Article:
OpenCMISS: a multi-physics & multi-scale computational infrastructure for the VPH/Physiome project.
Bradley C., Bowery A., Britten R., Budelmann V., Camara O., Christie R., Cookson A., Frangi AF., Gamage TB., Heidlauf T., Krittian S., Ladd D., Little C., Mithraratne K., Nash M., Nickerson D., Nielsen P., Nordbø O., Omholt S., Pashaei A., Paterson D., Rajagopal V., Reeve A., Röhrle O., Safaei S., Sebastián R., Steghöfer M., Wu T., Yu T., Zhang H., Hunter P.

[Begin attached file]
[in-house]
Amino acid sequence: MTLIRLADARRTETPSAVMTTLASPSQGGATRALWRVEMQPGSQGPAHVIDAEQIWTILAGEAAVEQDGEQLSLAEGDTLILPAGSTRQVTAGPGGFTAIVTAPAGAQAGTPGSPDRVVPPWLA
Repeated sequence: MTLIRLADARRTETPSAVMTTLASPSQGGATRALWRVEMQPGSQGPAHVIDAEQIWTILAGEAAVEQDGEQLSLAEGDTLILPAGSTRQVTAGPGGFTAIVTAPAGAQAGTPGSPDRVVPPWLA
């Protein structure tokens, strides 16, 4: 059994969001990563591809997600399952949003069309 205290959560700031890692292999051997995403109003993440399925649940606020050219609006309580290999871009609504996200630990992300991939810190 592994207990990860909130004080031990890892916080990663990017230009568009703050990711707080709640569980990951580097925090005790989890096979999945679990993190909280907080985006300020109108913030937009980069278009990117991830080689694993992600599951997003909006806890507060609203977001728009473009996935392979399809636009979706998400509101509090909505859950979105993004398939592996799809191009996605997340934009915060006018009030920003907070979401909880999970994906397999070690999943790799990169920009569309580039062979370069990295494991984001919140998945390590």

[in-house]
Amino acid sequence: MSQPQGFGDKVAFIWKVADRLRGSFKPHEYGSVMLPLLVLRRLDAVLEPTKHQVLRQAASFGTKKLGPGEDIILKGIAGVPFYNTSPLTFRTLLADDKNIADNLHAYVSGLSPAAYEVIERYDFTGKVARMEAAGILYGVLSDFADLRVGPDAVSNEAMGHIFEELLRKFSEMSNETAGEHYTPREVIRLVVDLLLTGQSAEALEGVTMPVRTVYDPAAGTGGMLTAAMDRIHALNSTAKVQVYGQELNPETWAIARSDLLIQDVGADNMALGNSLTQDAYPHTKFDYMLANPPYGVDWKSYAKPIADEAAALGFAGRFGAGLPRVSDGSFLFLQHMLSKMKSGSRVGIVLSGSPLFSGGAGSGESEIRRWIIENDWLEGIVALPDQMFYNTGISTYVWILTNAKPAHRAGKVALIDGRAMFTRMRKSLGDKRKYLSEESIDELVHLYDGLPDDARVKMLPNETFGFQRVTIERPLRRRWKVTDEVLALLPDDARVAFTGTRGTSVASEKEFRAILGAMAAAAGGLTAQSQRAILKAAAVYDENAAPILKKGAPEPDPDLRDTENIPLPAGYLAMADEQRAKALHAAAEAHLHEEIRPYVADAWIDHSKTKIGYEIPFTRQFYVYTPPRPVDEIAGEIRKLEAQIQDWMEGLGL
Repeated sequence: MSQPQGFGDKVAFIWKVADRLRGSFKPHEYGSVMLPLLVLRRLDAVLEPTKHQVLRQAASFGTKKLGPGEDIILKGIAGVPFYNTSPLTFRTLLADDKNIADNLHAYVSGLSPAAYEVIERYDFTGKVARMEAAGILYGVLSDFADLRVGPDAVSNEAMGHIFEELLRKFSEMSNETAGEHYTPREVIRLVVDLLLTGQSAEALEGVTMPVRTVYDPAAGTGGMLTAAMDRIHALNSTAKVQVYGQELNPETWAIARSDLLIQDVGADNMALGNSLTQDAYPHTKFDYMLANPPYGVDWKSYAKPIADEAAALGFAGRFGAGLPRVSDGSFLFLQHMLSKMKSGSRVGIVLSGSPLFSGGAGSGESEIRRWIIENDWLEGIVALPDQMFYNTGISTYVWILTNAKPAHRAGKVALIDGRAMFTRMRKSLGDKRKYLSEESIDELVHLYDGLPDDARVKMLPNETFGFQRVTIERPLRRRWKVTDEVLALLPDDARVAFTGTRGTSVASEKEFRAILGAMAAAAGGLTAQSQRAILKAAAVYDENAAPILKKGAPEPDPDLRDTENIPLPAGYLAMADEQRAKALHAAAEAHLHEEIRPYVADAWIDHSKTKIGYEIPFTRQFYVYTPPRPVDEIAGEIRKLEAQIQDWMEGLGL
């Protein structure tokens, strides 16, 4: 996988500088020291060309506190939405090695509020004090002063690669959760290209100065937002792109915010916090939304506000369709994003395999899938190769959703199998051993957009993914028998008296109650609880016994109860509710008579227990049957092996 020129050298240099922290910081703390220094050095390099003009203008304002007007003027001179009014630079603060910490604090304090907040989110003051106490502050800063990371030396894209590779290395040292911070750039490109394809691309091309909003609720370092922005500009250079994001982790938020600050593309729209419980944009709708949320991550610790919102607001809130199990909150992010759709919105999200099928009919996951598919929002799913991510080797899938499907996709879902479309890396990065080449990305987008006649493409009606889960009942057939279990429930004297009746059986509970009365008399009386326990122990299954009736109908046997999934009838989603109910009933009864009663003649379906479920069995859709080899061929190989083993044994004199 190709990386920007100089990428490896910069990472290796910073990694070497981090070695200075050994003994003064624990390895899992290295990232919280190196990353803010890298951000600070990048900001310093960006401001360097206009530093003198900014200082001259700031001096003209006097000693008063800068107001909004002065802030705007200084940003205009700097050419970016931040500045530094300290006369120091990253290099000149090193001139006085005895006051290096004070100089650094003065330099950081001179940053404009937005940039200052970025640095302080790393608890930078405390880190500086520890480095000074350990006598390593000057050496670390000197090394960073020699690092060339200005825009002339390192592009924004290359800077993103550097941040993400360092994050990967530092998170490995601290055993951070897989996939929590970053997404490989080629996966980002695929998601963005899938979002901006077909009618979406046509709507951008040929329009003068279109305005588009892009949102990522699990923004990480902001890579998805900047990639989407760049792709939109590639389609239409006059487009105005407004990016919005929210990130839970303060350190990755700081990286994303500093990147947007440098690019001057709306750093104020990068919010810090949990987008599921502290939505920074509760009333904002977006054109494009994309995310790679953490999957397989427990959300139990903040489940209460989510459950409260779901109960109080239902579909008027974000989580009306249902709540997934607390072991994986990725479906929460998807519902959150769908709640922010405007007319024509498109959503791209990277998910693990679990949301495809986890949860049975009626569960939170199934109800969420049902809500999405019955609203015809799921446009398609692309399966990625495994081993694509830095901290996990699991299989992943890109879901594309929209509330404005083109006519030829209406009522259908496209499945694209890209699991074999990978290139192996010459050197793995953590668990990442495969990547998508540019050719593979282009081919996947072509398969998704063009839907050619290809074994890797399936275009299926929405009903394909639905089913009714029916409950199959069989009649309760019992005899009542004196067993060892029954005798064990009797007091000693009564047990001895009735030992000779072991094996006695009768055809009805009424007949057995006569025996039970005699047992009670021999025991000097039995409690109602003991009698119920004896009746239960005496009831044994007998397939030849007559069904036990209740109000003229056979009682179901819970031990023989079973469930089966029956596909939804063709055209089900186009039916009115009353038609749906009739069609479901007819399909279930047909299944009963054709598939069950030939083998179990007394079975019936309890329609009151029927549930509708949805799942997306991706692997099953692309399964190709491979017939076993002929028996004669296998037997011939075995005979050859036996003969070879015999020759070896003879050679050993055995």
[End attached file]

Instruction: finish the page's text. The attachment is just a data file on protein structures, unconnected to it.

The VPH/Physiome Project is developing the model encoding standards CellML (cellml.org) and FieldML (fieldml.org) as well as web-accessible model repositories based on these standards (models.physiome.org). Freely available open source computational modelling software is also being developed to solve the partial differential equations described by the models and to visualise results. The OpenCMISS code (opencmiss.org), described here, has been developed by the authors over the last six years to replace the CMISS code that has supported a number of organ system Physiome projects. OpenCMISS is designed to encompass multiple sets of physical equations and to link subcellular and tissue-level biophysical processes into organ-level processes. In the Heart Physiome project, for example, the large deformation mechanics of the myocardial wall need to be coupled to both ventricular flow and embedded coronary flow, and the reaction-diffusion equations that govern the propagation of electrical waves through myocardial tissue need to be coupled with equations that describe the ion channel currents that flow through the cardiac cell membranes. In this paper we discuss the design principles and distributed memory architecture behind the OpenCMISS code. We also discuss the design of the interfaces that link the sets of physical equations across common boundaries (such as fluid-structure coupling), or between spatial fields over the same domain (such as coupled electromechanics), and the concepts behind CellML and FieldML that are embodied in the OpenCMISS data structures. We show how all of these provide a flexible infrastructure for combining models developed across the VPH/Physiome community.